• The type of heat distribution system. Underfloor heating is better as it works at a lower temperature. ASHPs can be combined with radiators but existing ones will give out less heat than before, so unless you can greatly improve your insulation and draught-proofing, you will need to install some more.
  • Is there space available to site the outdoor unit away from bedroom windows and where the chilled air can disperse easily?
  • What fuel is being replaced? If it is electricity, oil or LPG the payback will be more favourable, but currently less so if it is mains gas. This makes heat pumps a particularly good option for off-gas-grid areas.
  • Do you require a backup heating system? If so it will be less cost-effective.
  • Is there also a cooling requirement? Heat pumps can cool as well as heat.
  • Do you want to be 100 per cent renewable? If so, purchase green electricity or install solar PV or some other form of renewable electricity generating system, if it would be feasible in its own right, to power the compressor, fan and pump.

How much does it cost?

The cost of a professional ASHP installation is dependent on property and location and ranges from about £800 to £1,200 per kW of peak heat output, excluding the cost of the heat distribution system (eg. underfloor heating).

The installed cost of a typical 12kW system, for example, would be in the region of £10,000 plus the cost of the distribution system. The price per kW gets lower as systems get larger.

What are the advantages? 

By harnessing an inexhaustible resource, a heat pump uses less energy than a typical heating system to provide the same benefit. In a well-designed system, up to 3.5 units of heat are delivered for each unit of electricity consumed. Because of this, it also has lower CO2 emissions. A good heat pump system (running on mains electricity) causes 40% fewer CO2 emissions than an equivalent oil boiler.

Air-source heat pumps are low-maintenance, low noise solutions. The fan motor or compressor may need replacing after 10 years or so, while the other parts of the system have a reasonable life expectancy. The actual lifetime will depend on the quality of the unit and its installation. If it is over-sized and therefore starts up much more frequently than it should, the compressor’s lifetime may be significantly shortened.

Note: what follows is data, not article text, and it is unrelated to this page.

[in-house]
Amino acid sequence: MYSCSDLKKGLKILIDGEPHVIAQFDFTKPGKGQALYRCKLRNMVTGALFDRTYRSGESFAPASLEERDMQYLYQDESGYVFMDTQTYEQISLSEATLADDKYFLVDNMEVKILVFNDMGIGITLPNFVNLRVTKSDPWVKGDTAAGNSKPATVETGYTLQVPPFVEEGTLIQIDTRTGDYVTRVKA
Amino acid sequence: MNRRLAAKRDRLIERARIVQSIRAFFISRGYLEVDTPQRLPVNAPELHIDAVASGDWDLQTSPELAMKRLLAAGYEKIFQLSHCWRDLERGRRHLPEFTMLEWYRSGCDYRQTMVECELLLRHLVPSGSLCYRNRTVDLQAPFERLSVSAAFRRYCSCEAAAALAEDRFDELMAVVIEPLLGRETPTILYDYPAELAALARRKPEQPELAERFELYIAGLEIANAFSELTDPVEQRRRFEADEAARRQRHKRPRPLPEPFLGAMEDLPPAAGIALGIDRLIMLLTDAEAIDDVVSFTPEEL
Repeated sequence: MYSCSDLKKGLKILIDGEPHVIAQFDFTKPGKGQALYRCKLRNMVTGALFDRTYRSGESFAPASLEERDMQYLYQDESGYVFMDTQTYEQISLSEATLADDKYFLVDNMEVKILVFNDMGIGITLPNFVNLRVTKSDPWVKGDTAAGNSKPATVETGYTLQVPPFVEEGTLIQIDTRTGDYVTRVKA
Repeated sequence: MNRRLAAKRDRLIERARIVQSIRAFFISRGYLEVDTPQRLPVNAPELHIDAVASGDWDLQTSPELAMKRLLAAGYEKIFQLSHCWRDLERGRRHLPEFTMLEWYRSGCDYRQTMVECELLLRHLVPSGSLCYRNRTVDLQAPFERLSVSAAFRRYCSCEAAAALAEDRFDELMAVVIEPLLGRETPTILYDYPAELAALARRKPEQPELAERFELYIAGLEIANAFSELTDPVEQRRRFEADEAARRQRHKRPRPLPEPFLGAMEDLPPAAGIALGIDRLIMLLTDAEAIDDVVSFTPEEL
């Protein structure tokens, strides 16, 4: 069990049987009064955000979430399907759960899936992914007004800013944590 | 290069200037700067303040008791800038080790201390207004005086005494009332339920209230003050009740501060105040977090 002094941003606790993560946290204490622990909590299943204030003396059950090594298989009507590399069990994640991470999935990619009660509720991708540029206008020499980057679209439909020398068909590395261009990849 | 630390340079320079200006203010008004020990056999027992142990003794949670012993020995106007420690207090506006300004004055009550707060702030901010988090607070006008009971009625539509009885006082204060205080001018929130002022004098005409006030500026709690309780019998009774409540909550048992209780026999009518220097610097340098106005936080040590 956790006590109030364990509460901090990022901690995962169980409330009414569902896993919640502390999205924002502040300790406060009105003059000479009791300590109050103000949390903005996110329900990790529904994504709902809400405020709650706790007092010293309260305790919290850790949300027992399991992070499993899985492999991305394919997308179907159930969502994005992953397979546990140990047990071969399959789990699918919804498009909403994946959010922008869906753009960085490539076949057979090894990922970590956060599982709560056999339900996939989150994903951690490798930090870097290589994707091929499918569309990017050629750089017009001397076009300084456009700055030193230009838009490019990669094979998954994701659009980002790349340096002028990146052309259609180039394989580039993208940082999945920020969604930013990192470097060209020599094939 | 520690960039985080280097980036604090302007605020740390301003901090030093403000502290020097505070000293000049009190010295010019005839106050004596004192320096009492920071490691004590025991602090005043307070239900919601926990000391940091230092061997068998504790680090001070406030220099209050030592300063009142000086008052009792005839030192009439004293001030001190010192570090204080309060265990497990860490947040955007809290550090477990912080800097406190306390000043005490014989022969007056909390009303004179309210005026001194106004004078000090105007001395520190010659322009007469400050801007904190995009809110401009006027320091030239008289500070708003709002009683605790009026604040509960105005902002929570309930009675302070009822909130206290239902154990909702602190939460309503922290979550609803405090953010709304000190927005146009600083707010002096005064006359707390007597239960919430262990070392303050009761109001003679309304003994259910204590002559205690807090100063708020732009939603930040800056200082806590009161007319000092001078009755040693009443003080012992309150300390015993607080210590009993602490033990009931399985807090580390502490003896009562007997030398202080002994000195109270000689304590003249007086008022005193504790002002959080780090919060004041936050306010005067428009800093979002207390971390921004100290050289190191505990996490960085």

Air-source heat pump systems may be supported under the Government’s Renewable Heat Incentive (RHI), the full domestic phase of which is expected in 2014 as part of the ‘Green Deal’ scheme, which would eventually pay off your capital cost or even provide some of the cost in the form of a loan recouped through your electricity bills.

A well-designed ASHP system in an energy-efficient dwelling will cost less to run than an oil, LPG or direct electric (eg. storage heater) system, and potentially mains gas. Approximate running costs per kWh, and to heat a 3 bed house in Scotland for one year, might be as follows:

  Per kWh Per year
ASHP 5.5p - 7.9p £1135 - £1493
Mains Gas 6.1p £1128
Oil 9.0p £1538
Night Storage Electricity 8.1p £1748
LPG 10.3p £2181

(Source: Sutherland Tables April ’13)

*Price for radiator use only, not peak tariff backup or hot water heating

In 2013-14 the RHI pays non-domestic users 4.8p/kWh for each unit of ‘green heat’ generated by accredited non-domestic GSHP systems, and is similar to the Feed-In Tariffs already in place for renewable electricity generators. ASHPs may be eligible under the domestic RHI when it starts, but probably not for those with access to mains gas.

For information about the existing non-domestic RHI, the Renewable Heat Premium Payment and proposed domestic RHI schemes, see .